instructions of probation, sign proba-
tion agreement, sign all releases of
information, chemical dependency
evaluation/treatment, follow recom-
mendations of evaluation, aftercare,
victim impact panel, no alcohol/con-
trolled substance use, no possession
of alcohol or drugs, random testing,
do not enter bars or liquor stores,
where alcohol is the primary source
of income, keep court/attorney in-
formed of current address, remain
law-abiding, no drivers license viola-
tions, no alcohol-related traffic of-
fenses, $135, Arlington PD; Saman-
tha T. Wenzel, 26, Arlington, driving
after revocation, continued, unsuper-
vised probation six months, pay
costs, no drivers license violations,
no driving without insurance, $100,
Arlington PD; Scott, E. Andrews, 52,
Prior Lake, driving after suspension,
continued, unsupervised probation
six months, pay costs, no drivers li-
cense violations, $100. Gaylord PD;
Luis L. Avila, 48, Gaylord, proof of
insurance, dismissed, Gaylord PD;
Tyler J. Kellner, 22, Starbuck, proof
of insurance, dismissed, Gaylord PD;
Bradley M. Moses, 26, Sauk Rapids,
interfere with 911 call, stay of impo-
sition, supervised probation two
years, local confinement two days,
credit for time served two days, sen-
tence to service 23 days for indeter-
minate, domestic abuse evaluation,
chemical dependency
evaluation/treatment, follow all in-
structions of probation, follow rec-
ommendations of evaluation, sign
probation agreement, sign all releas-
es of information, no alcohol/con-
trolled substance use, no possession
of alcohol or drugs, random testing,
no same or similar, remain law-abid-
ing, attend Narcotics Anonymous,
complete treatment successfully, ob-
tain diagnostic assessment/follow
recommendations, aftercare, $185,
Gaylord PD; Stephanie D. Raddatz,
22, Gaylord, possess/sale small
amount of marijuana, possession of
drug paraphernalia, $185, Gaylord
PD; Goeffrey W. Klingman, 27,
Gibbon, assault, stay of imposition,
supervised probation one year, local
confinement three days, credit for
time served three days, sentence to
service 160 hours for indeterminate,
no same or similar, remain law-abid-
ing, sign probation agreement, fol-
low all conditions set forth in the
probation agreement, chemical de-
pendency evaluation/treatment, fol-
low all recommendations of evalua-
tion, no alcohol/controlled substance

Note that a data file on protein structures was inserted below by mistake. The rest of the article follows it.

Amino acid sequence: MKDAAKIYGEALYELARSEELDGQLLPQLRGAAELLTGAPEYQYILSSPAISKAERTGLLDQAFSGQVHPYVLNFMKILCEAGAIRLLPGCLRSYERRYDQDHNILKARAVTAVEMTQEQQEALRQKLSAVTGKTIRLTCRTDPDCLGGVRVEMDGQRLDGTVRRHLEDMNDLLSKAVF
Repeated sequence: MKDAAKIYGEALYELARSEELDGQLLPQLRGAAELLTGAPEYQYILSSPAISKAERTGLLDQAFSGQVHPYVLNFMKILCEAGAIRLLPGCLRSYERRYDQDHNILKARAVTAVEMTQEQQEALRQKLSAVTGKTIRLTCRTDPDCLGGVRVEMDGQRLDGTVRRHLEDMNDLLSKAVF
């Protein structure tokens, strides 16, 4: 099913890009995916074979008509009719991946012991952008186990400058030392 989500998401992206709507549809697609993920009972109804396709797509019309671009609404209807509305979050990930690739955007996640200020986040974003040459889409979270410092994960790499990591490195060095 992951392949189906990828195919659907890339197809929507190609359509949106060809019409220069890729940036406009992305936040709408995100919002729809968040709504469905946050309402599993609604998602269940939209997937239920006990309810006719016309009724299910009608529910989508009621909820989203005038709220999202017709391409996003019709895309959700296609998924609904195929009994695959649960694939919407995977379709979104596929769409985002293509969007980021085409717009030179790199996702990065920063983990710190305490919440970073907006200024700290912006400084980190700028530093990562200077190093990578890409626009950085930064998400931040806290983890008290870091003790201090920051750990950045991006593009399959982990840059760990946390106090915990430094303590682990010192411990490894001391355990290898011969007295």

use, no possession of alcohol or
drugs, random testing, obtain GED,
anger management, sign all releases
of information, aftercare, $85, Gib-
bon PD; Barbara J. O’Brien, 78, Gib-
bon, parking in snow removal zone,
$32, Gibbon PD; Michael J. Neisen,
44, Arlington, fail to provide records,
log books or other documents upon
request for inspection, dismissed,
MNDOT; Benjamin G. Blickem, 30,
New Ulm, speed, $145, MSP;
Mikenna L. Doering, 22, Waverly,
speed, $125, MSP; Ramon Flores,
56, Gibbon, speed, $125, MSP; Tia
K. Grunke, 32, Winthrop, driver
must carry proof of insurance, con-
tinued, unsupervised probation one
year, remain law-abiding, pay costs,
no driving without insurance, $100,
MSP; Samuel J. Kloeckl, 23, Gay-
lord, bumper required, dismissed,
MSP; Jonathan J. Knepp, 28, Loo-
gootee, Ind., seat belt required, $110,
MSP; Timothy S. Nussbaum, 21,
Gibbon, seat belt required, $110,
MSP; David T. Rehmann, 31, Osseo,
speed, $125, MSP; Cody L Stark,
19, New Ulm, seat belt required, $
110, MSP; David L. Thurmer, 53,
Shakopee, speed, $125, MSP; Jose,
E. Valdez, 31, Buffalo Lake, speed,
$125, MSP; Larry P. Weegman, 53,
Blaine, speed, $145, MSP; Amberly
F. Crowley, 33, Marshall, speed, $
125, SO; Kyle L. Doherty-Noyce,
29, Montgomery, driver must carry
proof of insurance, dismissed, SO;
Scott M. Eiden, 28, Glencoe, speed,
$125, SO; Elijah Llovera, 18, Glen-
coe, open bottle, $185, SO; Blake A.
Sejrup, 27, Henderson, DWI, dis-
missed, DWI-alcohol concentration
0.08 within two hours, supervised
probation two years, local confine-
ment 30 days, credit for time served
3 days, local confinement 30 days,
home monitor 30 days for indetermi-
nate, home monitor for 30 days for
indeterminate, chemical dependency
evaluation/treatment, follow all in-
structions of probation, follow rec-
ommendations of evaluation, sign all
releases of information, sign proba-
tion agreement, attend MADD im-
pact panel, no alcohol/controlled
substance use, random testing, keep
court/attorney informed of current
address, attend AA or NA at a mini-
mum of one time per week and pro-
vide proof of attendance to proba-
tion, obtain a sponsor and provide
sponsors name, etc to probation, do
not enter bars or liquor stores where
the sale of alcohol is the primary
source of income, pay costs, no driv-
er license violations, no driving/oper-
ating or being in physical control of
any motor vehicle without an igni-
tion interlock or similar alcohol de-
terring system until deemed appro-
priate by MN DPS, no alcohol relat-
ed traffic offenses, $85, open bottle,
dismissed, speeding, dismissed, SO.